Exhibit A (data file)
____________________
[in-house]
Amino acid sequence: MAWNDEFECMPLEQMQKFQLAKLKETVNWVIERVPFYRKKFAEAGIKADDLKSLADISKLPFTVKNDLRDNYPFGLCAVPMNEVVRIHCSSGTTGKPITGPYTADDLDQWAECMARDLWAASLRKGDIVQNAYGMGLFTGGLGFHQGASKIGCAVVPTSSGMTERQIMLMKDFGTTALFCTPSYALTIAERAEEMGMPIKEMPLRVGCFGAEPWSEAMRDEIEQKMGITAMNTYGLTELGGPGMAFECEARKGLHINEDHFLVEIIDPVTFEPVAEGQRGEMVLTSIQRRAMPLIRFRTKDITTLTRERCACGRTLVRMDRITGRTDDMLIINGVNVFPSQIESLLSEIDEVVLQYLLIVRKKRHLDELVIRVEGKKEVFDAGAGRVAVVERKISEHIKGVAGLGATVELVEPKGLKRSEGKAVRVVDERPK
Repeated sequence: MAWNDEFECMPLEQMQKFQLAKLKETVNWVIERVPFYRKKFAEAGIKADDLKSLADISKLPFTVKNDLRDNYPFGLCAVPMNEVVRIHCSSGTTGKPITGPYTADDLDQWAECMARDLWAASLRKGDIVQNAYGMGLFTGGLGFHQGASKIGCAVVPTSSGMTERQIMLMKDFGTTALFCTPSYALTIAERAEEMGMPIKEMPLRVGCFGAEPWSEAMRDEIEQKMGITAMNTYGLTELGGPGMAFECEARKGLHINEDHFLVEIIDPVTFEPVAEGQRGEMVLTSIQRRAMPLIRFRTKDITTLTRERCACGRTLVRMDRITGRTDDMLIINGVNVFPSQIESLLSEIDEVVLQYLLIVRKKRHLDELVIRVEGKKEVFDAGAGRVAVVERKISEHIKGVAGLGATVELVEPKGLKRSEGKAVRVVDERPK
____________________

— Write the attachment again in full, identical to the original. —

[in-house]
Amino acid sequence: MAWNDEFECMPLEQMQKFQLAKLKETVNWVIERVPFYRKKFAEAGIKADDLKSLADISKLPFTVKNDLRDNYPFGLCAVPMNEVVRIHCSSGTTGKPITGPYTADDLDQWAECMARDLWAASLRKGDIVQNAYGMGLFTGGLGFHQGASKIGCAVVPTSSGMTERQIMLMKDFGTTALFCTPSYALTIAERAEEMGMPIKEMPLRVGCFGAEPWSEAMRDEIEQKMGITAMNTYGLTELGGPGMAFECEARKGLHINEDHFLVEIIDPVTFEPVAEGQRGEMVLTSIQRRAMPLIRFRTKDITTLTRERCACGRTLVRMDRITGRTDDMLIINGVNVFPSQIESLLSEIDEVVLQYLLIVRKKRHLDELVIRVEGKKEVFDAGAGRVAVVERKISEHIKGVAGLGATVELVEPKGLKRSEGKAVRVVDERPK
Repeated sequence: MAWNDEFECMPLEQMQKFQLAKLKETVNWVIERVPFYRKKFAEAGIKADDLKSLADISKLPFTVKNDLRDNYPFGLCAVPMNEVVRIHCSSGTTGKPITGPYTADDLDQWAECMARDLWAASLRKGDIVQNAYGMGLFTGGLGFHQGASKIGCAVVPTSSGMTERQIMLMKDFGTTALFCTPSYALTIAERAEEMGMPIKEMPLRVGCFGAEPWSEAMRDEIEQKMGITAMNTYGLTELGGPGMAFECEARKGLHINEDHFLVEIIDPVTFEPVAEGQRGEMVLTSIQRRAMPLIRFRTKDITTLTRERCACGRTLVRMDRITGRTDDMLIINGVNVFPSQIESLLSEIDEVVLQYLLIVRKKRHLDELVIRVEGKKEVFDAGAGRVAVVERKISEHIKGVAGLGATVELVEPKGLKRSEGKAVRVVDERPK